Since when did no mean yes? Since this is apparently still an issue today, let’s break it down in the most logical sense. Yes: a sign for going, green, a nod of the head from up to down, a smile even, and sometimes the casual thumbs-up. No: a sign for stopping, yielding if you need to hear it one more time, but that should never be the case, red, a nod from left to right or vice versa, a frown, and that thumbs-down has to mean something undesirable. Being categorized as a victim is the worst feeling, many of us have been there once, maybe twice. No one wants to be the one blamed and no one wants to get hurt.
Often time’s people try to blame the victim for the rape. They’ll say something ignorant like, “She was drunk, and she had it coming!” Yes, because she had a sign that said, “Please, scum of Ohio, rape me!” How is the one or many that forced themselves on a girl and took videos and laughed because the victim was unconscious, not being questioned? How is it that a girl passes out that makes her an easy target? Here’s some food for thought: what if that girl was dead the whole time, surely necrophilia is something to laugh about and show to all your guy friends.
My boyfriend is Puerto Rican, and when we first began our relationship things were done with mutual understanding, however, now that I spend a lot of time staying at his house, with him and his mom, I’ve realized that he expects that I will accommodate to this socialized role of woman: the “house wife”. We would constantly argue about why he feels that I should always cook for him, make his plate, wash his clothes, and ultimately tend to his every nurturing need.
So, my violation of a gendered role consisted of deciding not to cook, clean, or perform that “role” he ‘assumes’ of me. This ultimately forced me to separate myself from him physically, until I felt that he understood that if I did things for him, it was only because I care for him and expect the same in return, not because I felt that it was what I am supposed to do as a woman.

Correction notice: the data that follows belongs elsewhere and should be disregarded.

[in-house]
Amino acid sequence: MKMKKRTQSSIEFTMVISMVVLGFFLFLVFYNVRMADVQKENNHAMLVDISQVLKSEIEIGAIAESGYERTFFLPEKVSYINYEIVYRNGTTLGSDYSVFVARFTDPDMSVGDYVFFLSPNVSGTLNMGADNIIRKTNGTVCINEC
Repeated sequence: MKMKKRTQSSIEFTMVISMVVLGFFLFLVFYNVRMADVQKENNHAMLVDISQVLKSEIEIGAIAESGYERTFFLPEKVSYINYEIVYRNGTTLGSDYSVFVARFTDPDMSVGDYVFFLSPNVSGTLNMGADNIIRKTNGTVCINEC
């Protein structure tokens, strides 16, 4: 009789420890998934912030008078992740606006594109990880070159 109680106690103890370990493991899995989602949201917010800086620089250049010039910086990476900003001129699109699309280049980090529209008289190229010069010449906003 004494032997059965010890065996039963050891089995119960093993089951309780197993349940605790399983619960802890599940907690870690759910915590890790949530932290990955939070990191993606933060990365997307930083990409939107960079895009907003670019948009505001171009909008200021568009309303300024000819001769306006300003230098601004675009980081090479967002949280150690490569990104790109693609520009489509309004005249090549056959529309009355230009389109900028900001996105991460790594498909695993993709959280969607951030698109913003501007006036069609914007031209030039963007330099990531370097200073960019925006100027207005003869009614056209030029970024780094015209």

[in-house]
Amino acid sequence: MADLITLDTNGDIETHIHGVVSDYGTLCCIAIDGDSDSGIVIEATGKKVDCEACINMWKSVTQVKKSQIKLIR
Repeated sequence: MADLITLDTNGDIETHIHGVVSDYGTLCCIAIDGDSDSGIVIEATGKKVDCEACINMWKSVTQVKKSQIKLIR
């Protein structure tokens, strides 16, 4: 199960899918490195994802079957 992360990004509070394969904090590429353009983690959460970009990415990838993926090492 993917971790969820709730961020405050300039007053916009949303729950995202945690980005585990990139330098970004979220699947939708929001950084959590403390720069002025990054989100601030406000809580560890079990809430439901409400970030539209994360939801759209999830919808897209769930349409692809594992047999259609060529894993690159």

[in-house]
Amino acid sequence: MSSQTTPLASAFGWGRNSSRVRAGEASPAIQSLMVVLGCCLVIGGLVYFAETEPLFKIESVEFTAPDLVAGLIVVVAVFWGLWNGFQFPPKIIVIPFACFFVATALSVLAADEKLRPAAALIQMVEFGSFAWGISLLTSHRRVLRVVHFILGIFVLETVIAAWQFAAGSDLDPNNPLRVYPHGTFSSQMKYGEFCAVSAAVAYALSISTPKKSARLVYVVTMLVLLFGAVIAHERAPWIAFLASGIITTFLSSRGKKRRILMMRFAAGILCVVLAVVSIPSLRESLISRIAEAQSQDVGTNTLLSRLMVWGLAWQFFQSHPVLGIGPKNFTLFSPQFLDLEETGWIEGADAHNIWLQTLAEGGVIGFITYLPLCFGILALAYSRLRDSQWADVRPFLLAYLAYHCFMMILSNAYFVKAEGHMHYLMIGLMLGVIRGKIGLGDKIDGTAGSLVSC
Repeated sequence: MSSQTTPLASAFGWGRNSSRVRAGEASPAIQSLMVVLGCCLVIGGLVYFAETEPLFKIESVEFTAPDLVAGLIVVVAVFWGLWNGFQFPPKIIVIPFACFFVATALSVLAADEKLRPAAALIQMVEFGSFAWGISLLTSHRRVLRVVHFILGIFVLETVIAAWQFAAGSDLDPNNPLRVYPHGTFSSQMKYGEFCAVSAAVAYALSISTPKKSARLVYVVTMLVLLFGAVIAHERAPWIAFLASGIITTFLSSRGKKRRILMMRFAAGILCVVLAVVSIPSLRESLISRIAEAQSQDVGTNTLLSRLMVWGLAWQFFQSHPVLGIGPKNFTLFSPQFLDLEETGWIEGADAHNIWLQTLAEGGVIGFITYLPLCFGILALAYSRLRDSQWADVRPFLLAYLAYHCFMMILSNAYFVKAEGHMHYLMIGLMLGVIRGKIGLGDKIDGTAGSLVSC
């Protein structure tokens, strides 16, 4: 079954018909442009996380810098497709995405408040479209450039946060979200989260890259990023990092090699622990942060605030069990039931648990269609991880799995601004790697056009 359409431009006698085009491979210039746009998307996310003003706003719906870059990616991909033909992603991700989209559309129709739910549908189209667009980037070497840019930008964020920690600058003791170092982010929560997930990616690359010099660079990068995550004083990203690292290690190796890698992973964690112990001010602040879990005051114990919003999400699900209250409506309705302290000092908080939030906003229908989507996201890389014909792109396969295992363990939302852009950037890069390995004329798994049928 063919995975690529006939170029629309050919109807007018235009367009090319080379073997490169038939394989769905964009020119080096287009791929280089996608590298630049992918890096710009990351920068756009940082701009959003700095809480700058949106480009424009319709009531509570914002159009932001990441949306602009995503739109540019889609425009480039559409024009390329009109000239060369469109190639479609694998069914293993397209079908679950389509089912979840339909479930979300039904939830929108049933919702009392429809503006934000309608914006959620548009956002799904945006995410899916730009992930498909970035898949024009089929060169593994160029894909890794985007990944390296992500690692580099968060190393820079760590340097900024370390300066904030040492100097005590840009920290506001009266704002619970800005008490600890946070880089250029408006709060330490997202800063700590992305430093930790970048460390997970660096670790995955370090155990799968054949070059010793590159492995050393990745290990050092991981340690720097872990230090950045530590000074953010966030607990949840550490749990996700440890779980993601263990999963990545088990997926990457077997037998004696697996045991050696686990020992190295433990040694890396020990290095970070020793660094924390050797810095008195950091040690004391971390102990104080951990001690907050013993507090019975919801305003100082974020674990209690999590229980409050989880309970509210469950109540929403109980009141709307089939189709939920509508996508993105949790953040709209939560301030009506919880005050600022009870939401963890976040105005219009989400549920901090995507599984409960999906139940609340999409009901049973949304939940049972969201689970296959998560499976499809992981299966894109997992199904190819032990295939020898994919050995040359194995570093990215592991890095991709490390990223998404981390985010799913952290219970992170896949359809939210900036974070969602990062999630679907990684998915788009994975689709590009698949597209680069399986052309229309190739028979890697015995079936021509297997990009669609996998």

It is remarkable to realize the amount of advertisements one consumer can be exposed to in a single day. The sad thing about this is the majority of these ads have a subliminally harmful effect on consumers—especially women. Most people find it almost impossible to name an advertisement that positively influences women, but people must not realize that NIKE ads seem to always make sure to portray and influence women in a positive aspect.
Sex is predominantly the image that advertisers seem to portray. Women are usually half-clothed, and some of the ads don’t even make sense with the product it was trying to sell. However when it comes to the Nike Women campaign, I feel that these ads are very empowering for women. The most recent ads pick a part of the body that women typically hate, and the ad tells an empowering story about that body part. For example, the ad titled“Thunder Thighs”does not show any picture other than a picture of the body area being described. The ad reads,“I have Thunder Thighs and that’s a compliment because they are strong and toned and muscular, and though they are unwelcome in the petite section, they are cheered on in marathons. Fifty years from now I’ll bounce a grandchild on my thunder thighs and then I’ll go out for a run”(Nikewomen.com). This ad is very empowering for women because not only is this ad addressing the issue of larger thighs in the present, but in the future as well.